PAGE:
- Active in the Boston business community, making new connections and mentoring young professionals
- Serves as the Vice Chair for the March of Dimes Board of Directors in Boston
- Volunteers time at her children’s schools with a favorite role as the “Mystery Reader”
- Challenges herself with distance running
- Loves to experience new places, cultures and cuisine, which includes at least one new travel adventure per year with friends or family
- Works on significant public policy issues across industries
- Incorporates quantitative and qualitative research elements for campaigns designed to resonate with clearly-defined audiences
- Held positions of increasing responsibility with Kiley and Company and Opinion Dynamics
- Earned a M.A in Statistical Analysis, Public Opinion and Political Science from Columbia University
- Received a B.A. in English from Colby College
- Serves as a member of the Fox News election night decision team
- Has an active membership in the American Association for Public Opinion Research (AAPOR)
- Serves as advocate and former Board Chair for Read to a Child: Boston
- Enjoys everything outdoors (skiing, running, fishing, hiking) with his family
- Appreciates time with a good fiction book or listening to live music
- Excels at the “nuts and bolts” of survey research, ensuring methodologies are designed realistically and executed properly
- Counts 5,000 research studies as the number managed to date, using telephone, Internet, postal mail, interviews, mall intercepts, focus groups, exit polls and door-to-door surveys
- Ensured research integrity and accuracy at Opinion Dynamics Corporation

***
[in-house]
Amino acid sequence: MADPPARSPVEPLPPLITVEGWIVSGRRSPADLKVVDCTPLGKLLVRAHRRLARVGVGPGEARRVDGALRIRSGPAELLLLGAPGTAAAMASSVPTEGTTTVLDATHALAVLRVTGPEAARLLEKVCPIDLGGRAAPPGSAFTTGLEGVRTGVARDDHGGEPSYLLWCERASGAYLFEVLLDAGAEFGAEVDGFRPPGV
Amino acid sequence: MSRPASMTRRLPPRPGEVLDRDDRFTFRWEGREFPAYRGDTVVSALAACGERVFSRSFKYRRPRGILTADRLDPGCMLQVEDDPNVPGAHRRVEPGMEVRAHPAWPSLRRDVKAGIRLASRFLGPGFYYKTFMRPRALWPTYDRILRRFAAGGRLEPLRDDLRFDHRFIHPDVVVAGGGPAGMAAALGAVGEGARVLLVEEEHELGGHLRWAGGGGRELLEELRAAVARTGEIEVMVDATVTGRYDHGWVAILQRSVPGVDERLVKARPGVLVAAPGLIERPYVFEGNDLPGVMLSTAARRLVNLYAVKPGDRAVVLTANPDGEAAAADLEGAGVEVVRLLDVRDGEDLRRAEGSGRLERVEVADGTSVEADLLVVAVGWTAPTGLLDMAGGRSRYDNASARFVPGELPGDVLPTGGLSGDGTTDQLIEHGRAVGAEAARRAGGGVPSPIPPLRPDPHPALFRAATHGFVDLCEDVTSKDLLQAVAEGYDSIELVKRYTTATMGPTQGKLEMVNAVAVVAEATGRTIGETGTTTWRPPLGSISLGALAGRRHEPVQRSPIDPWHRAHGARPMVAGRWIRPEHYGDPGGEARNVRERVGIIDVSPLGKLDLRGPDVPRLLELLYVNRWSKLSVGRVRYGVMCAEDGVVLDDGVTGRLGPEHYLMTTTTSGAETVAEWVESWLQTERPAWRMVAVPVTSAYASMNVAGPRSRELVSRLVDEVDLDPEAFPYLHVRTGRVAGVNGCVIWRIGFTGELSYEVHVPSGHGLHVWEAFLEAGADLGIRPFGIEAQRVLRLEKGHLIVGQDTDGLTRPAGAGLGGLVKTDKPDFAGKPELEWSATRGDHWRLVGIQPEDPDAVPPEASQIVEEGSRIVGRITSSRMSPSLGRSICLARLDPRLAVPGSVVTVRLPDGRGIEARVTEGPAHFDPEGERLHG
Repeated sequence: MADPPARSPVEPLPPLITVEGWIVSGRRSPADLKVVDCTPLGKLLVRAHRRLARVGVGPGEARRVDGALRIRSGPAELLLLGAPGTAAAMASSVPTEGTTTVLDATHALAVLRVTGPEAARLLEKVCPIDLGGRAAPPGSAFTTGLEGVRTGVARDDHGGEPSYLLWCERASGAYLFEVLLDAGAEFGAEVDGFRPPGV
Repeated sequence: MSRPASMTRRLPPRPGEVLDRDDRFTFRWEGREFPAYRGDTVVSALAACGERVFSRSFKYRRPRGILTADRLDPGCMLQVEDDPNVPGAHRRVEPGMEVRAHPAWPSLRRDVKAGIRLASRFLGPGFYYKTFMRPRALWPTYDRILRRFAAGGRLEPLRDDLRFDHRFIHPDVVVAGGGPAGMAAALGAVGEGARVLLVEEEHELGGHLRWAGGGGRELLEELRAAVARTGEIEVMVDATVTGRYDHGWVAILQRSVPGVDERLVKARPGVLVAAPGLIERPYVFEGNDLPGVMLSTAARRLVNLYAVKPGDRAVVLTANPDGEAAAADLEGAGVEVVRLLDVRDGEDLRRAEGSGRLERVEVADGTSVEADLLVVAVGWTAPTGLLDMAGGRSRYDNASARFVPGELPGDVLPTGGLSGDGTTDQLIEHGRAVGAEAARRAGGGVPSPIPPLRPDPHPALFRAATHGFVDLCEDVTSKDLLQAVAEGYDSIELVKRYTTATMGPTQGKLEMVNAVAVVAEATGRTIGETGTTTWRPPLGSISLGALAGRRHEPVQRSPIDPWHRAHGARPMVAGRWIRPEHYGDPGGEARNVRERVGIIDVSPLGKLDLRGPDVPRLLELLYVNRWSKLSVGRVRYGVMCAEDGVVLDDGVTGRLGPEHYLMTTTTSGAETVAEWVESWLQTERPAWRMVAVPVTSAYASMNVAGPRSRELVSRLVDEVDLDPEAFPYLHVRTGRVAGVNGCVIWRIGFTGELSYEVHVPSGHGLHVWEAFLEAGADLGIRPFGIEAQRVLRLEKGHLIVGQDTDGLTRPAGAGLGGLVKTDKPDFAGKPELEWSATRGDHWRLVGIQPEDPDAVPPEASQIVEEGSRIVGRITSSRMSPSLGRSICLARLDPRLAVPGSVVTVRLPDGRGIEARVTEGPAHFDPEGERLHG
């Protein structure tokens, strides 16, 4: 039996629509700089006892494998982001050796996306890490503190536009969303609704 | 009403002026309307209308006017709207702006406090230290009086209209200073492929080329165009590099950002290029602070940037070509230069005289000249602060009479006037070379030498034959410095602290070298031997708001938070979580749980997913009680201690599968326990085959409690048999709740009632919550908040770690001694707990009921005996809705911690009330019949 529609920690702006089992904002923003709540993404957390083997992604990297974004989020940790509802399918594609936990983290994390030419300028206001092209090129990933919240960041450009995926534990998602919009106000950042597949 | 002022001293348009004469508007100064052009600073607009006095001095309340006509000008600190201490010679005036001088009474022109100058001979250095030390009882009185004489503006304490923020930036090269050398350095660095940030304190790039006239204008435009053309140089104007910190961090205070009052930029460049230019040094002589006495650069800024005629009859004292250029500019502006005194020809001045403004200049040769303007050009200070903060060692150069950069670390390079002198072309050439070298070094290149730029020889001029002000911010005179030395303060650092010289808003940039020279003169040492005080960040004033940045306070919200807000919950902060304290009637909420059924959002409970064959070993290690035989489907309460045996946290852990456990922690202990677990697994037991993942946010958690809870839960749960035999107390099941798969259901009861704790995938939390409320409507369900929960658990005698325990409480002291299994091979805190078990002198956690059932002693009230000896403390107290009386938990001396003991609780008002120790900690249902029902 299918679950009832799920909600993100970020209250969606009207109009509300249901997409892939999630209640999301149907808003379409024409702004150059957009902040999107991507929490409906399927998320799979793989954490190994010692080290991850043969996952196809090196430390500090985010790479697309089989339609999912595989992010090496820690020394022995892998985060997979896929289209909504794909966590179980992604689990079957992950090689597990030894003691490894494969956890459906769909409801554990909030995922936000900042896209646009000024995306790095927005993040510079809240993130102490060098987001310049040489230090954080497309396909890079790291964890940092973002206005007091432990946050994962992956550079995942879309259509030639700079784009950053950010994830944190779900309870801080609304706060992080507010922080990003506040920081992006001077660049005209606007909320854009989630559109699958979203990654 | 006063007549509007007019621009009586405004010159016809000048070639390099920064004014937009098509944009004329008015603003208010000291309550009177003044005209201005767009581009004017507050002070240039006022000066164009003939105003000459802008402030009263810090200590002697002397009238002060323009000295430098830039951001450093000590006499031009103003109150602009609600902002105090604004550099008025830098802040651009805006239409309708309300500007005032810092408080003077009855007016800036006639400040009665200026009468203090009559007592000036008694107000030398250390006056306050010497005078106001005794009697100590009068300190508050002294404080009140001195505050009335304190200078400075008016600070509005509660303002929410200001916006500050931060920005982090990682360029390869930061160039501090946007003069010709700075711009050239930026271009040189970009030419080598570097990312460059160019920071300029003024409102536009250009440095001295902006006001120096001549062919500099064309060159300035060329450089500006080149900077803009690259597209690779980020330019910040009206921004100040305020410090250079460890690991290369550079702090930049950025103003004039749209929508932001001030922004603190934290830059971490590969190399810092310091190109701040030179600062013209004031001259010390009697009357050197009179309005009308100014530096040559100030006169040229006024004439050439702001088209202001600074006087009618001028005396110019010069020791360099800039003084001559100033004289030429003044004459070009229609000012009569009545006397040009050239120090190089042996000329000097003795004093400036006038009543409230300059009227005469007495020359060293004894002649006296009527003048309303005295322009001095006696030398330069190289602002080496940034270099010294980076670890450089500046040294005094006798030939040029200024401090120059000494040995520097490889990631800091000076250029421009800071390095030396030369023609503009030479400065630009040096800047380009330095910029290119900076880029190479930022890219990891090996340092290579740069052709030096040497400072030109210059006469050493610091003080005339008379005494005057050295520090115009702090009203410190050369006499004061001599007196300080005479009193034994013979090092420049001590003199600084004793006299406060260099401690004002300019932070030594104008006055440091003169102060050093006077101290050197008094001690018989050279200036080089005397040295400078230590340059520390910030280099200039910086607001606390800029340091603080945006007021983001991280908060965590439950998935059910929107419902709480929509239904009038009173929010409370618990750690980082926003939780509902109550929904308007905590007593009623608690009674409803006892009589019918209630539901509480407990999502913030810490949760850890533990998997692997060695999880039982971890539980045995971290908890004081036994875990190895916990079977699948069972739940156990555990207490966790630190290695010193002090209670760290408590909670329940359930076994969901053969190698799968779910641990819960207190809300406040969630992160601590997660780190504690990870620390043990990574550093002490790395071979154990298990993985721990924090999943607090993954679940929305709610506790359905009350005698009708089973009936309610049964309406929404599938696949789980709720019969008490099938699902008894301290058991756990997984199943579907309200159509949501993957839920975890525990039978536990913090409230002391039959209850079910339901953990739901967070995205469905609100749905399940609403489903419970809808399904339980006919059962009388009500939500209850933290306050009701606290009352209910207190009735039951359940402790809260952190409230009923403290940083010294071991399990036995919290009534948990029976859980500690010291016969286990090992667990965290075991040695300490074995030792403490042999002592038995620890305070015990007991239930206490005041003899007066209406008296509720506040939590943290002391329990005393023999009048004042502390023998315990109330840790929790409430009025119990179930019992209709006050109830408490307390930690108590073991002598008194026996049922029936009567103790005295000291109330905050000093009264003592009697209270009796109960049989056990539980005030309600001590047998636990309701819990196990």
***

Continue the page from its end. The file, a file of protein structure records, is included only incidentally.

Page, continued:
- Began his career as the field director at Cambridge Reports, Inc.
- Earned a B.A. in Sociology, while studying Research Methods and Analysis at University of Massachusetts Amherst
- Volunteers at the Mary Ann Morse Nursing Home doing pet therapy for residents
- Helps transport rescue dogs regularly because he’s an avid dog lover
- Raised money for the Jimmy Fund for the past 20 years by participating in the Pan-Mass Challenge
- Appreciates time with his family, which also includes a dog, three cats and two horses
- Specializes in concept testing, message development, advertising evaluation, employee research, reputation management, communication research and multi-national studies
- Manages qualitative and quantitative research for healthcare, financial services, consumer and non-profit organizations
- Involved previously in global B2B, non-profit and international consumer research with KRC Research
- Gained experience earlier in her career working at Portland Research, honing her skills in methodology, philosophy and process
- Received a B.S. cum laude in Marketing from Bentley University
- Participates in activities for her children at the Waldorf School
- Enjoys traveling to beach destinations, cruising and exploring the Casco Bay Islands, particularly in the summer
- Loves spending time with her family, including three young, active children
- Creates and directs communications strategies for both traditional and social media
- Named a “Rising Star” by the Boston Business Journal in 2011 and nominated for an Emmy earlier in her career
- Held a variety of political and media relations positions with InkHouse, Solomon McCown & Co. and the State Treasurer of Massachusetts
- Began her career as a journalist at WBZ-TV (Boston), WNBC (New York) and NY1 News
- Earned a B.A./B.F.A. in Journalism and Film Studies from New York University
- Member of Screen Actors Guild and American Federation of TV and Radio Actors (SAG/AFTRA)
- Raises awareness and funds for March of Dimes through participation in the Falmouth Road Race
- Rode the Pan-Mass Challenge
- Enjoys hiking, biking and swimming with her three children and husband
A Nun’s Life Ministry
Blue Cross Blue Shield of Massachusetts
Cambridge Health Alliance
Citizen’s Housing and Planning Association
Conrad N. Hilton Foundation
Death with Dignity
Dewey Square Group
DLA Piper LLP
Five Corner Strategies
Fox News Network LLC
Greater Boston Chamber of Commerce
Mass Food Association
Massachusetts Association of Health Plans
Massachusetts Medical Society
Massachusetts Nurses Association
Maura Healey Campaign
Michigan Nurses Association
Ogilvy Public Relations
PJA Advertising & Marketing
Right to Repair Committee
Screening for Mental Health
Stand for Children